Our recommendations begin with the premise that the level of punishment in the United States is neither necessary for public safety nor a pragmatic use of resources. Prosecutors can address this first by routing some low-level offenses out of the criminal justice system at the start. For the cases that remain, they can help make incarceration the exception and diverting people from prison the rule, a principle advanced by the district attorney in Brooklyn, N.Y., Eric Gonzalez. Finally, prosecutors should recognize that lengthy mandatory sentences can be wasteful, since most people age out of the period when they’re likely to reoffend, and also don’t allow for the human capacity to change.

As prosecutors know, locking people up makes them more prone to committing offenses in the future. They can lose their earning capacity and housing, leaving them worse off, often to the point of desperation. And so the community is often better served by interventions like drug or mental-health treatment, or by restorative justice approaches, in which a person who has caused harm makes amends to the victim. In some cases, the best response is to do nothing.

Achieving results, of course, matters more than making promises. In Brooklyn last Friday, the police arrested Jazmine Headley as she sat on the floor of a food stamp application office because there were no available chairs. The officers yanked her 1-year-old son from her arms, and the D.A.’s office charged her with resisting arrest and other offenses. Although prosecutors agreed to release her without bail, Ms. Headley was held at Rikers Island on a warrant from New Jersey for credit card fraud. The arrest was captured on video and outrage ensued. On Tuesday, Mr. Gonzalez said he was “horrified by the violence” on the video, promised to investigate and moved to dismiss the charges. But this arrest shouldn’t have happened in the first place, and the response from the D.A. illustrates the back-and-forth between reformers on the outside and an elected prosecutor on the inside.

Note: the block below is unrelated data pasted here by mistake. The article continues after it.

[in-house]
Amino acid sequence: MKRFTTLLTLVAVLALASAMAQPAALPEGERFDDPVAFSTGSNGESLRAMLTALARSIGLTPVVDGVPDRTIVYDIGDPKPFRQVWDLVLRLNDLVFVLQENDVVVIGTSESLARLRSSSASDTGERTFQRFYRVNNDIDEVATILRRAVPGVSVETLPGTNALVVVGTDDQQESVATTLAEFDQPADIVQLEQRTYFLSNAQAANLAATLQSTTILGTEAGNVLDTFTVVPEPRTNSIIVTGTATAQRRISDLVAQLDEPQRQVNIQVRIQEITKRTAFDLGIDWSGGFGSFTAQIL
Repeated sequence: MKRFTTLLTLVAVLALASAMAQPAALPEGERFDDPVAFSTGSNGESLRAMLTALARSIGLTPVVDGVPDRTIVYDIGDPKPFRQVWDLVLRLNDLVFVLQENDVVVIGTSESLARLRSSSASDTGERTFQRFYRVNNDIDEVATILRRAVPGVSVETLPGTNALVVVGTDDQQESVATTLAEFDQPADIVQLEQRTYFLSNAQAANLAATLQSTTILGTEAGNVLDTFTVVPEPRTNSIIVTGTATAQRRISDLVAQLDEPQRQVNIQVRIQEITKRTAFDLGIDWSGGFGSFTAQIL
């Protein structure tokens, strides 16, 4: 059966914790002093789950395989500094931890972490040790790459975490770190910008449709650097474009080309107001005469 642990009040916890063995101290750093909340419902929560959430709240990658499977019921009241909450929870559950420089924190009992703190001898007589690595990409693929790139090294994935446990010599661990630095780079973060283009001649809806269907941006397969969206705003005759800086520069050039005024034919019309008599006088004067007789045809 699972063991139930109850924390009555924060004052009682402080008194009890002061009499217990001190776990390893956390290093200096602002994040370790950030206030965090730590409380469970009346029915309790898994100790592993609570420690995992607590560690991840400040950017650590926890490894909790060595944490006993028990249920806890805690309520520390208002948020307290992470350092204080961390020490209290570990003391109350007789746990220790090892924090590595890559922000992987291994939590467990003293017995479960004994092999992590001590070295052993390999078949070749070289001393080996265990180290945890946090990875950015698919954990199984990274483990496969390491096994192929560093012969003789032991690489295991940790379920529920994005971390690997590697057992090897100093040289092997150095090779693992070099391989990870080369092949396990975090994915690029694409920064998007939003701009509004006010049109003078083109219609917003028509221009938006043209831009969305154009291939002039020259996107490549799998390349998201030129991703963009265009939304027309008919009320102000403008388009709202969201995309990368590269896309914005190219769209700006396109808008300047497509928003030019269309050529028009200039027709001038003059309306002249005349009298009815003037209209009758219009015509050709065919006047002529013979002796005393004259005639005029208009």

If making jail the exception in criminal cases sounds revolutionary, it shouldn’t. In many cities and counties, misdemeanors make up about 80 percent of the criminal docket. With few exceptions, locking people up for these low-level offenses, and for felonies that don’t involve serious violence or injury, is the wrong approach. The states of California, New Jersey and New York have cut the rate of incarceration by about 25 percent even as crime has fallen at a faster pace than it has nationally. In other words, locking up fewer people has correlated with making states safer, not less safe. Nationally, the population of teenagers in detention has also dropped by half alongside a major decline in the crime rate among young people. Internationally, crime is down in developed countries where incarceration always remained relatively low.